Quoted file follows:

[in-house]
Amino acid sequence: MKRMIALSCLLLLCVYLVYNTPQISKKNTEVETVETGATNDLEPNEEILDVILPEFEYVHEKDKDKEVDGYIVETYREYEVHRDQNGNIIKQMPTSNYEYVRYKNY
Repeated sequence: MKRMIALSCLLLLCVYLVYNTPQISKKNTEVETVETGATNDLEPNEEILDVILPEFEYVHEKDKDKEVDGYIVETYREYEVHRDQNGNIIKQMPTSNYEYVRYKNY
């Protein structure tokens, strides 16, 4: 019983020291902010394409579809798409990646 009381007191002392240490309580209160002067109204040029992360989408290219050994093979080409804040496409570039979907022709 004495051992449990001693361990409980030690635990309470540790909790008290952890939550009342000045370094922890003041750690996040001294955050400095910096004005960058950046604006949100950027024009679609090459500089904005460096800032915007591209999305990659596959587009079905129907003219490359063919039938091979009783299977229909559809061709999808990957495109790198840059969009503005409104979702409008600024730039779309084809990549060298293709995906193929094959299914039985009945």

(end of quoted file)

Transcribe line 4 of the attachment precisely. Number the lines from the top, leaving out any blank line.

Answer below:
């Protein structure tokens, strides 16, 4: 019983020291902010394409579809798409990646 009381007191002392240490309580209160002067109204040029992360989408290219050994093979080409804040496409570039979907022709 004495051992449990001693361990409980030690635990309470540790909790008290952890939550009342000045370094922890003041750690996040001294955050400095910096004005960058950046604006949100950027024009679609090459500089904005460096800032915007591209999305990659596959587009079905129907003219490359063919039938091979009783299977229909559809061709999808990957495109790198840059969009503005409104979702409008600024730039779309084809990549060298293709995906193929094959299914039985009945």